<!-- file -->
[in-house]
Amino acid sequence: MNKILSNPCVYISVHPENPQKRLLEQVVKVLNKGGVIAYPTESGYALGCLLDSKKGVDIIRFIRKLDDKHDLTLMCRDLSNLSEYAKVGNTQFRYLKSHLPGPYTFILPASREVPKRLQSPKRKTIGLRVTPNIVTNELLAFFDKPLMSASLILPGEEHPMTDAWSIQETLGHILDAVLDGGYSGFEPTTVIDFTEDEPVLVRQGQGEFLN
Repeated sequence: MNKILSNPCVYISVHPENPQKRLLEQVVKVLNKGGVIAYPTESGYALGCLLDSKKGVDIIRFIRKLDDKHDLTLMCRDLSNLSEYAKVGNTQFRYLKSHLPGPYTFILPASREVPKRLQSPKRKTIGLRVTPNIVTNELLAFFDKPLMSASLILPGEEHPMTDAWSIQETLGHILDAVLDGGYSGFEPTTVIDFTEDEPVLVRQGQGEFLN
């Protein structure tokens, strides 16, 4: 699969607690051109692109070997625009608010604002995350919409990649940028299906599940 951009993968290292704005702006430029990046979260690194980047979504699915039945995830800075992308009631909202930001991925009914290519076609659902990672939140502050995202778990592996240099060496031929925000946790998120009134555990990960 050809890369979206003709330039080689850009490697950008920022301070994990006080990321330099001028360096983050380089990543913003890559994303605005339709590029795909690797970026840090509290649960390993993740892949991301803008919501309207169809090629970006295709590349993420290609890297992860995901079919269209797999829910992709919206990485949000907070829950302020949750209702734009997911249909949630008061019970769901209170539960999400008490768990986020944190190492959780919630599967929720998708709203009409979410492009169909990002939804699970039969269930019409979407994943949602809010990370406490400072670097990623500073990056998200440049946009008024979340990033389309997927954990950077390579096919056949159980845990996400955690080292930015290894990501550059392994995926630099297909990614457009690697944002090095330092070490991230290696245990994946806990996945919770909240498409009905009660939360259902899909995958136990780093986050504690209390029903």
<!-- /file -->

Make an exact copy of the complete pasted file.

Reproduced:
[in-house]
Amino acid sequence: MNKILSNPCVYISVHPENPQKRLLEQVVKVLNKGGVIAYPTESGYALGCLLDSKKGVDIIRFIRKLDDKHDLTLMCRDLSNLSEYAKVGNTQFRYLKSHLPGPYTFILPASREVPKRLQSPKRKTIGLRVTPNIVTNELLAFFDKPLMSASLILPGEEHPMTDAWSIQETLGHILDAVLDGGYSGFEPTTVIDFTEDEPVLVRQGQGEFLN
Repeated sequence: MNKILSNPCVYISVHPENPQKRLLEQVVKVLNKGGVIAYPTESGYALGCLLDSKKGVDIIRFIRKLDDKHDLTLMCRDLSNLSEYAKVGNTQFRYLKSHLPGPYTFILPASREVPKRLQSPKRKTIGLRVTPNIVTNELLAFFDKPLMSASLILPGEEHPMTDAWSIQETLGHILDAVLDGGYSGFEPTTVIDFTEDEPVLVRQGQGEFLN
């Protein structure tokens, strides 16, 4: 699969607690051109692109070997625009608010604002995350919409990649940028299906599940 951009993968290292704005702006430029990046979260690194980047979504699915039945995830800075992308009631909202930001991925009914290519076609659902990672939140502050995202778990592996240099060496031929925000946790998120009134555990990960 050809890369979206003709330039080689850009490697950008920022301070994990006080990321330099001028360096983050380089990543913003890559994303605005339709590029795909690797970026840090509290649960390993993740892949991301803008919501309207169809090629970006295709590349993420290609890297992860995901079919269209797999829910992709919206990485949000907070829950302020949750209702734009997911249909949630008061019970769901209170539960999400008490768990986020944190190492959780919630599967929720998708709203009409979410492009169909990002939804699970039969269930019409979407994943949602809010990370406490400072670097990623500073990056998200440049946009008024979340990033389309997927954990950077390579096919056949159980845990996400955690080292930015290894990501550059392994995926630099297909990614457009690697944002090095330092070490991230290696245990994946806990996945919770909240498409009905009660939360259902899909995958136990780093986050504690209390029903």